# How to show that the Billiard flow is invariant with respect to the area form $\sin(\alpha)d\alpha\wedge dt$

Consider a plane billiard table $$D \subset \mathbb{R}^2$$ (i.e. a bounded open connected set) with smooth boundary $$\gamma$$ being a closed curve. Next, let $$M$$ denote the space of tangent unit vectors $$(x,v)$$ with $$x$$ on $$\gamma$$ and $$v$$ being a unit vector pointing inwards. We then define the billiard map $$T : M \to M.$$ To understand the map $$T$$, we consider a point mass traveling from $$x$$ in direction $$v$$. Let $$x_1$$ be the first point on $$\gamma$$ that this point mass intersects and suppose that $$v_1$$ is the new direction of the mass upon incidence. Then $$T$$ maps $$(x,v)$$ to $$(x_1, v_1)$$.

We now introduce an alternate ''coordinate system'' describing $$M$$. Parametrize $$\gamma$$ by arc-length $$t$$ and fix a point $$(x,v) \in M$$. We can find $$t$$ such that $$x = \gamma(t)$$ and let $$\alpha \in (0, \pi)$$ be the angle between the tangent line at $$x$$ and $$v$$. The tuple $$(t, \alpha)$$ uniquely determines the point $$(x,v)$$ in $$M$$, and thus offers and alternative description of this space.

My question is as follows: I want to show that the area form given by $$\omega := \sin{\alpha}\,\mathrm{d}\alpha \wedge \mathrm{d}t$$ is invariant under $$T$$.

I found a proof of this invariance property proof in S. Tabachnikov's Geometry and billiards but I'm having some trouble understanding a critical part of the proof.

If anyone can explain the proof to me (or provide me with another proof) I would highly appreciate it. An intuitive explanation is also appreciated, but I am looking for a rigorous proof if possible. We restate this theorem formally below and provide the proof as given by Tabachnikov.

Theorem 3.1. The area form $$ω = \sin α \,dα \wedge dt$$ is $$T$$-invariant.

Proof. Define $$f(t, t_1)$$ to be the distance between $$\gamma(t)$$ and $$\gamma(t_1)$$. The partial derivative $$\frac{\partial f}{\partial{t_1}}$$ is the projection of the gradient of the distance $$\left\vert{\gamma(t)\gamma(t_1)}\right\vert$$ on the curve at point $$\gamma(t_1)$$. This gradient is the unit vector from $$\gamma(t)$$ to $$\gamma(t_1)$$ and it makes angle $$\alpha_1$$ with the curve; hence $$\partial f/\partial t_1 = \cos{\alpha_1}$$. Likewise, $$\partial f/\partial t = -\cos{\alpha}$$. Therefore, $$\mathrm{d}f = \frac{\partial f}{\partial t} \mathrm{d}t + \frac{\partial f}{\partial t_1}\mathrm{d}t_1 = -\cos{\alpha}\,\mathrm{d}t + \cos{\alpha_1}\,\mathrm{d}t_1$$ and hence $$0 = \mathrm{d}^2f = \sin{\alpha}\mathrm{d}\alpha \wedge \mathrm{d}t - \sin{\alpha_1} \mathrm{d}\alpha_1 \wedge \mathrm{d}t_1.$$ This means that $$\omega$$ is a $$T$$-invariant form.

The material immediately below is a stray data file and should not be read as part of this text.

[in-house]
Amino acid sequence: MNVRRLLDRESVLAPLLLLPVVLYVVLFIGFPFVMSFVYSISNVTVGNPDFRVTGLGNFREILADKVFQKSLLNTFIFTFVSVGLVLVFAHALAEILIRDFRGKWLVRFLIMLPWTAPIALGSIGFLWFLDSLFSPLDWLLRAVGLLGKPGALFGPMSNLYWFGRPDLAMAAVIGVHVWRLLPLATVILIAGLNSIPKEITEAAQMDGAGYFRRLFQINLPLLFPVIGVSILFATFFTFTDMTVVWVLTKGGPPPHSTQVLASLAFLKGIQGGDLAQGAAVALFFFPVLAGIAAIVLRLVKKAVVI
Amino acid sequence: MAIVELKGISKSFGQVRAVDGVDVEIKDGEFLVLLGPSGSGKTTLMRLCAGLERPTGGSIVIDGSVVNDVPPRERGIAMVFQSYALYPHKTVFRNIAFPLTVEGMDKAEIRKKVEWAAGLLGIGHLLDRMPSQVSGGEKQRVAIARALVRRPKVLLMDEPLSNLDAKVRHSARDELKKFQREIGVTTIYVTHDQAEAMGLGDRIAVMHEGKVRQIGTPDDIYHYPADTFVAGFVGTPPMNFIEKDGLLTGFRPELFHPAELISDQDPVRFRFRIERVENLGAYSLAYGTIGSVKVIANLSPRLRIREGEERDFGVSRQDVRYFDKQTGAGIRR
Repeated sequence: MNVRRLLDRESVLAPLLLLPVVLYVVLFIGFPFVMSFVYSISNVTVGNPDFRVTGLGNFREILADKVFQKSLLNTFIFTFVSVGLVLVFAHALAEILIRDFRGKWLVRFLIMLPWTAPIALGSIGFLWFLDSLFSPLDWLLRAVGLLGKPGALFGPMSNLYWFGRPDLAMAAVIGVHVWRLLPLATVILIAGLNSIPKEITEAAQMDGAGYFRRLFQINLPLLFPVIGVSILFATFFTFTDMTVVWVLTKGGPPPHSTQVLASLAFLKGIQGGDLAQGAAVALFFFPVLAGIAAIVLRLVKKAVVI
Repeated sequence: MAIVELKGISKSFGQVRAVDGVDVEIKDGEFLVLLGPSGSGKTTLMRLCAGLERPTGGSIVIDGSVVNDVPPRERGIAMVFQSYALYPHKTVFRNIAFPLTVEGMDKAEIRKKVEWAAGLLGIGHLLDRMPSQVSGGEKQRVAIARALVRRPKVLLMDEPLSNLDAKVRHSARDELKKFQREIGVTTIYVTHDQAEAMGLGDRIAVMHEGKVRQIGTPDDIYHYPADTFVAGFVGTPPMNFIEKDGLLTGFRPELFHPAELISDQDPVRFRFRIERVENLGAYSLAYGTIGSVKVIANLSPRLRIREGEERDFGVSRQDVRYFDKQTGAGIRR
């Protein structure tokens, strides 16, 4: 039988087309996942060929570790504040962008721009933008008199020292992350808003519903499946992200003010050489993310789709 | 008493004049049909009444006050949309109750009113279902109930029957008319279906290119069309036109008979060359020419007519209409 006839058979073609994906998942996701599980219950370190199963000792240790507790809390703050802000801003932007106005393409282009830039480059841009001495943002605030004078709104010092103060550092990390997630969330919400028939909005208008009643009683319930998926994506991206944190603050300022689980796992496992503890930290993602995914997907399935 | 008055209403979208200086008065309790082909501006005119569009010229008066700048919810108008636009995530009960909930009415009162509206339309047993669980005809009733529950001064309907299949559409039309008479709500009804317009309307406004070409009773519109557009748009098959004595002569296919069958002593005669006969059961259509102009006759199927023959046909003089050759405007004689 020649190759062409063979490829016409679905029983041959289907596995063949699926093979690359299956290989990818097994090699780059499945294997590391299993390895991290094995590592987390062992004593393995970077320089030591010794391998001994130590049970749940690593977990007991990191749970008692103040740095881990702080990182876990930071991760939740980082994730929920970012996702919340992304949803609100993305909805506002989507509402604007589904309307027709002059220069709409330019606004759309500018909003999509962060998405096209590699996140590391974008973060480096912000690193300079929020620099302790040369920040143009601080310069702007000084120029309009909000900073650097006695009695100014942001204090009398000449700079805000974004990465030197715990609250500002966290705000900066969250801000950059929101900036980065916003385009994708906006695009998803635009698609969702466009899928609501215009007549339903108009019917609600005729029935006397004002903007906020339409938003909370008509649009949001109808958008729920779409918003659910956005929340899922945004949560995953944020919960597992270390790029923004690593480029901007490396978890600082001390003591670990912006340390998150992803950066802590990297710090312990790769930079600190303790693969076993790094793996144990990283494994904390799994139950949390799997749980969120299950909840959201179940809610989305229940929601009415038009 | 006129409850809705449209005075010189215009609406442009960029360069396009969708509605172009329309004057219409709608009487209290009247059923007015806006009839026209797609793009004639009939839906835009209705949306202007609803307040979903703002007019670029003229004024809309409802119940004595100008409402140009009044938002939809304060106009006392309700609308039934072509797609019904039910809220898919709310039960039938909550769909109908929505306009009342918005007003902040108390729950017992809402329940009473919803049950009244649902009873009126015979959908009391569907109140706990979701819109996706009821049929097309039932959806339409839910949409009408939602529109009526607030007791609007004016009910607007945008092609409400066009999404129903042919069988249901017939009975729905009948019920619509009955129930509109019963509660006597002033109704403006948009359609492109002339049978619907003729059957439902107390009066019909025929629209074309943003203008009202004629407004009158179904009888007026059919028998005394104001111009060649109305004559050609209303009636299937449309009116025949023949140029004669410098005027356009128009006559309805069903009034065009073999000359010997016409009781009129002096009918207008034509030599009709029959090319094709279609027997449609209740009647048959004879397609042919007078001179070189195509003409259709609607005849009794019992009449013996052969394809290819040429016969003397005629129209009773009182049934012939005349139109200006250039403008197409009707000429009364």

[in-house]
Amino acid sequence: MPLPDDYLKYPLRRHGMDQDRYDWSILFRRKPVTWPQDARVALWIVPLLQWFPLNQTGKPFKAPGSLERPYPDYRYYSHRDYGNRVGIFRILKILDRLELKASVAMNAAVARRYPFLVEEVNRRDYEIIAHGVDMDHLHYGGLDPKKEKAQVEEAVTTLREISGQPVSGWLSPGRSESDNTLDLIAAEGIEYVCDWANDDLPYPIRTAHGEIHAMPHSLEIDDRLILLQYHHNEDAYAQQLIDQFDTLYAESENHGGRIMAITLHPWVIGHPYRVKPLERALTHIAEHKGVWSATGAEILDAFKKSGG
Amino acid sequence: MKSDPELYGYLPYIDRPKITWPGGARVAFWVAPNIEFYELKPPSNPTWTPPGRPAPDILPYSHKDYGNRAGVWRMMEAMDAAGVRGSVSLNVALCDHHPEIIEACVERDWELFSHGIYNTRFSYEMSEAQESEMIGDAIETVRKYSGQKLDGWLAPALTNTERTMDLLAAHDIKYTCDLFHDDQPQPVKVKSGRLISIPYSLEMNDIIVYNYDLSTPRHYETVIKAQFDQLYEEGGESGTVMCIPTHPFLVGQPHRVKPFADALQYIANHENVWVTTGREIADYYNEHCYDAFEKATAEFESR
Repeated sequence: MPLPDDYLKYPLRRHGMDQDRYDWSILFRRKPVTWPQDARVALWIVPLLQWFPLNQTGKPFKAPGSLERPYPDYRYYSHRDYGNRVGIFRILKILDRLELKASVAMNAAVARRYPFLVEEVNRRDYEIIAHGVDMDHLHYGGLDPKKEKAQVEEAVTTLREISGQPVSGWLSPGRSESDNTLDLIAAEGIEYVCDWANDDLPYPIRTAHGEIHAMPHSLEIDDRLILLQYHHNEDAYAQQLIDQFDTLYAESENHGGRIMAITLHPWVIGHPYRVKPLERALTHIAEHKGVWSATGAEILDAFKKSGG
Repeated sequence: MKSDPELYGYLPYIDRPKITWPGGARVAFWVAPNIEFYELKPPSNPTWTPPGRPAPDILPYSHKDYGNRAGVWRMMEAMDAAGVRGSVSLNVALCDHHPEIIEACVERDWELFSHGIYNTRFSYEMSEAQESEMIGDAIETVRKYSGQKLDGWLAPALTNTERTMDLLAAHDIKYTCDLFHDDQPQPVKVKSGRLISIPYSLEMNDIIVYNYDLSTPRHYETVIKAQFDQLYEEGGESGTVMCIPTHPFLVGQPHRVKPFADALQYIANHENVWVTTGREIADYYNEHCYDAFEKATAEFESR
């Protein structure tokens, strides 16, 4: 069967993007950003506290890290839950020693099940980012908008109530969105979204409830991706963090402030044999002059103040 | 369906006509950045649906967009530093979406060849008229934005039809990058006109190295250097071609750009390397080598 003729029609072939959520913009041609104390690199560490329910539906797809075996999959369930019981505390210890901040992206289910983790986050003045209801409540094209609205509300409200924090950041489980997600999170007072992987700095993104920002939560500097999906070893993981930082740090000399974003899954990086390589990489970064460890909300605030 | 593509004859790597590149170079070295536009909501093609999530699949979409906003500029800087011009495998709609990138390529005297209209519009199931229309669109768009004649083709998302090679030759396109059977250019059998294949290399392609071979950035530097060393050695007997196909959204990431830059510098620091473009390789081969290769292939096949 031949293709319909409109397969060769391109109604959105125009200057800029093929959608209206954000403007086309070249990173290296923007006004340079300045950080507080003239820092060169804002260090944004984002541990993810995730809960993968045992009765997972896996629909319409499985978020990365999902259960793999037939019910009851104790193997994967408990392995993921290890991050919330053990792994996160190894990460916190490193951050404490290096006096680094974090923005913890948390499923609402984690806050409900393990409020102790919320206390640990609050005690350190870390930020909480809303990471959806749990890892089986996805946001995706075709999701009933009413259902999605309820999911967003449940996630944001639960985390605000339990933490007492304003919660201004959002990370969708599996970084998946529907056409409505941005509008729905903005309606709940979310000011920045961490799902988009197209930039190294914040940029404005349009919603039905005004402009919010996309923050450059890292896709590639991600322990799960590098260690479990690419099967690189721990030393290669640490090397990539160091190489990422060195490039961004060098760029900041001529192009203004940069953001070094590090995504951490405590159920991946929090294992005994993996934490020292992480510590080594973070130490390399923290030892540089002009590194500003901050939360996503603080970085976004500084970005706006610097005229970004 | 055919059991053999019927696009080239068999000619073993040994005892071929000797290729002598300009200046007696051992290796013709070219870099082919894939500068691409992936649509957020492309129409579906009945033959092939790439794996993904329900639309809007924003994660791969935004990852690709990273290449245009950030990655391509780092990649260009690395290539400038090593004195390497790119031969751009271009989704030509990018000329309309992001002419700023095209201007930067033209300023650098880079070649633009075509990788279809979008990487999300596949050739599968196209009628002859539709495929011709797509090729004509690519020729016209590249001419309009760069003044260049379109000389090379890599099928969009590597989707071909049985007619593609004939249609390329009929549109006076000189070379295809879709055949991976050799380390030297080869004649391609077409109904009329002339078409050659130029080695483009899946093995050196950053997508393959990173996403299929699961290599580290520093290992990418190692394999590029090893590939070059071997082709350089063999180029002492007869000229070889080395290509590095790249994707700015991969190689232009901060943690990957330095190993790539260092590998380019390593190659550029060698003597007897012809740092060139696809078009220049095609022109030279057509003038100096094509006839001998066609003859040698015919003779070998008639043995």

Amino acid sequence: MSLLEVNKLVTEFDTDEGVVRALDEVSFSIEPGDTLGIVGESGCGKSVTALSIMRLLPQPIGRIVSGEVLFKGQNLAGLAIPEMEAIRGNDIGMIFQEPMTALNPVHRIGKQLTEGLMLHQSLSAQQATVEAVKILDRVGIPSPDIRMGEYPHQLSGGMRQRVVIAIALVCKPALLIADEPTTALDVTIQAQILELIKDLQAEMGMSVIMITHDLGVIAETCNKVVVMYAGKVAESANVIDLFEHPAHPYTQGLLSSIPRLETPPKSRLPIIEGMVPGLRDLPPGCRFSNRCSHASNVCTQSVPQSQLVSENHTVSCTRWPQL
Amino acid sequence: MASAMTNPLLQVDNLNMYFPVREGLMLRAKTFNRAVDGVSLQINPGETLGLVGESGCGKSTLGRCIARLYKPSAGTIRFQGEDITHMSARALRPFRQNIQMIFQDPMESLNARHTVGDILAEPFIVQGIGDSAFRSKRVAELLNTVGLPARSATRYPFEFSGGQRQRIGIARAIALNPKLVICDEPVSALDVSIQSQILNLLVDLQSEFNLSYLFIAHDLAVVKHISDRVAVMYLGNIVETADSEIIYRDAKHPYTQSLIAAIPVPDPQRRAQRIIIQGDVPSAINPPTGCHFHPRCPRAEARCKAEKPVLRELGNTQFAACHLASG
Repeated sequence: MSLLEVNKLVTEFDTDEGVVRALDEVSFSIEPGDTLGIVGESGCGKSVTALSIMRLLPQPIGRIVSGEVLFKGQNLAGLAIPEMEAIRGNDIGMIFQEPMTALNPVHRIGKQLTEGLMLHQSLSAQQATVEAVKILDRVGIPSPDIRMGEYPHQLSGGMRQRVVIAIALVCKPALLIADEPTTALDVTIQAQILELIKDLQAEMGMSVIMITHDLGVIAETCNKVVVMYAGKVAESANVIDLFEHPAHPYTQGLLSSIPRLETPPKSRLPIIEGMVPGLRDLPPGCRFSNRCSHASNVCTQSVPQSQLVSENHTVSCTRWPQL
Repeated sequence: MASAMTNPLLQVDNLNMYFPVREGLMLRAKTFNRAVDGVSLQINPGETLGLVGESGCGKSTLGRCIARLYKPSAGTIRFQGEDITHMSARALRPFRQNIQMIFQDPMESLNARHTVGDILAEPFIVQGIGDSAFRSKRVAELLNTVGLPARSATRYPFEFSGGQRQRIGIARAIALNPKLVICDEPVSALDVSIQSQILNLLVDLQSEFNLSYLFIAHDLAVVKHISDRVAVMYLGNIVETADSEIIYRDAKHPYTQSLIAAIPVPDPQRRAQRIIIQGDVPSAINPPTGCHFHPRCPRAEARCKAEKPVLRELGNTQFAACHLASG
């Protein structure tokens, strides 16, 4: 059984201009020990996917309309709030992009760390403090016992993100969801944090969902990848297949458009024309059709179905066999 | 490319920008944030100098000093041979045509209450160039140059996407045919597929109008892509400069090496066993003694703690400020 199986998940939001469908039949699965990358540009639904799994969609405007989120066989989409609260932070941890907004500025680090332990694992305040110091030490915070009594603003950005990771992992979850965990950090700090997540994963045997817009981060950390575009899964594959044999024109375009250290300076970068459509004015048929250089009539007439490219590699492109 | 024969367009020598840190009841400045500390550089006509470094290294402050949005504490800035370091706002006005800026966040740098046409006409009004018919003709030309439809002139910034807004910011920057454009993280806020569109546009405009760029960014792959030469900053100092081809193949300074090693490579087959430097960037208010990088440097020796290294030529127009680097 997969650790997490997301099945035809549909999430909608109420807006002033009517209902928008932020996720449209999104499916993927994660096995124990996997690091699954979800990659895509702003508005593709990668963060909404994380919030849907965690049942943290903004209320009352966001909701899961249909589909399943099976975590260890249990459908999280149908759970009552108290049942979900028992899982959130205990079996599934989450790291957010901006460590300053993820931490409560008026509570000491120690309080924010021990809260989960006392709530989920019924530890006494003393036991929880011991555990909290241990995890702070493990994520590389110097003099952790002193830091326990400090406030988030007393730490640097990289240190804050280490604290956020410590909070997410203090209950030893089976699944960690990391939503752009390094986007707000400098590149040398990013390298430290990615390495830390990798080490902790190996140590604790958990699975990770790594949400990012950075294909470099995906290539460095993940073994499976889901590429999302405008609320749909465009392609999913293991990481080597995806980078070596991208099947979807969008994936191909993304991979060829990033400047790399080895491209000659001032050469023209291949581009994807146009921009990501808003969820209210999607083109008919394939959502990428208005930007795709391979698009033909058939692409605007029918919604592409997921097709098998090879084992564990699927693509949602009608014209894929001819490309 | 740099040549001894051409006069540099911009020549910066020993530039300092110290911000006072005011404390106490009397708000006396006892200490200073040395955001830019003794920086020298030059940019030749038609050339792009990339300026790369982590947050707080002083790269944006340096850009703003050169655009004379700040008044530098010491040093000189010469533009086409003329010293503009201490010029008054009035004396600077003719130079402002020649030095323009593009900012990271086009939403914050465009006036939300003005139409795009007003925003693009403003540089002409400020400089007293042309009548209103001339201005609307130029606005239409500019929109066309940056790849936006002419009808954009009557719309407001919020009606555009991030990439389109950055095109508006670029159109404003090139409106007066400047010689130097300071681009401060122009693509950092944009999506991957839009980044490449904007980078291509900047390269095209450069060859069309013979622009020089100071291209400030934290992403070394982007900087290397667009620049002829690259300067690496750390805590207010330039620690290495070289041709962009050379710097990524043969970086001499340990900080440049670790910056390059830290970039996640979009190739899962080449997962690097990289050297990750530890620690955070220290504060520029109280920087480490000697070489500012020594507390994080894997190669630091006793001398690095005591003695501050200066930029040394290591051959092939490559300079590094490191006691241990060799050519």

The above proof is copied directly from the book. I have the following questions about his method:

1. Is the domain of $$f$$ the set $$M\times M$$?
2. In the proof, are we specifically considering $$(t, \alpha)$$ and $$(t_1, \alpha_1)$$ such that $$T (t, \alpha) =(t_1,\alpha_1)$$?
3. I am having a hard time understanding how the author obtains $$\partial f/\partial t_1 = \cos{\alpha_1}$$ and $$\partial f/\partial t = -\cos{\alpha}$$. The explanation given feels mostly heuristic, how could I go about constructing a rigorous proof?

As you explain in your question, the set $$M$$ consists of points $$(x,v)$$, where $$x$$ is a point of $$\partial D$$ and $$v$$ is an inward pointing unit vector. Now you chose to parametrize the set of points in $$M$$ differently: If $$\gamma:[0,\ell)\to\partial D$$ is the parametrization of $$\partial D$$, this gives rise to a map $$f:[0,\ell)\times[0,\ell)\to (0,\infty)$$, where actually $$f$$ is bounded by $$\operatorname{diam}(D)$$. I hope this helps for the first question. For the third question: Since $$f$$ is defined to be the distance between $$\gamma(t)$$ and $$\gamma(t_1)$$ you may write $$f(t,t_1)=|\gamma(t_1)-\gamma(t)|.$$ In this way you can compute $$\partial_{t_1}f(t,t_1) = \frac{\langle \gamma(t_1)-\gamma(t),\dot\gamma(t_1)\rangle}{|\gamma(t_1)-\gamma(t)|}.$$ Since $$\gamma$$ is a unit speed curve, you can write $$\partial_{t_1}f(t,t_1) =\frac{\langle \gamma(t_1)-\gamma(t),\dot\gamma(t_1)\rangle}{|\gamma(t_1)-\gamma(t)||\dot\gamma(t_1)|}=\cos\left(\sphericalangle(\gamma(t_1)-\gamma(t),\dot\gamma(t_1))\right).$$ According to your definition, the angle $$\sphericalangle(\gamma(t_1)-\gamma(t),\dot\gamma(t_1))=\alpha_1.$$ Finally, for the second question, the answer is yes.
• Thank you! If $f$ is only depends on $t, t_1$, why does it make sense to write $\mathrm{d}^2f = \sin{\alpha}\mathrm{d}\alpha \wedge \mathrm{d}t - \sin{\alpha_1} \mathrm{d}\alpha_1 \wedge \mathrm{d}t_1$? – Quoka Feb 11 '20 at 8:46
• This is just expressing $f$ by means of other coordinates. The map $f$ actually depends on the angles in an implicit way: Once you choose $t$ and $t_1$ there is a unique angle $\alpha$ such that $\gamma(t)$ is "sent" to $\gamma(t_1)$ by the map $T$ and this in turn defines also an angle $\alpha_1$. But I agree that it is a little confusing since the two systems of coordinates are mixed up... – frog Feb 11 '20 at 8:56
• Thanks again. last question: why is it that we are getting $\alpha_1$ and not $\pi - \alpha_1$? – Quoka Feb 11 '20 at 9:08
• Yes, you're right of course. You get $\pi-\alpha_1$ but If you reverse the orientation of $\gamma$, you really get $\alpha_1$. In any case, the form $\omega$ will be invariant. – frog Feb 11 '20 at 9:42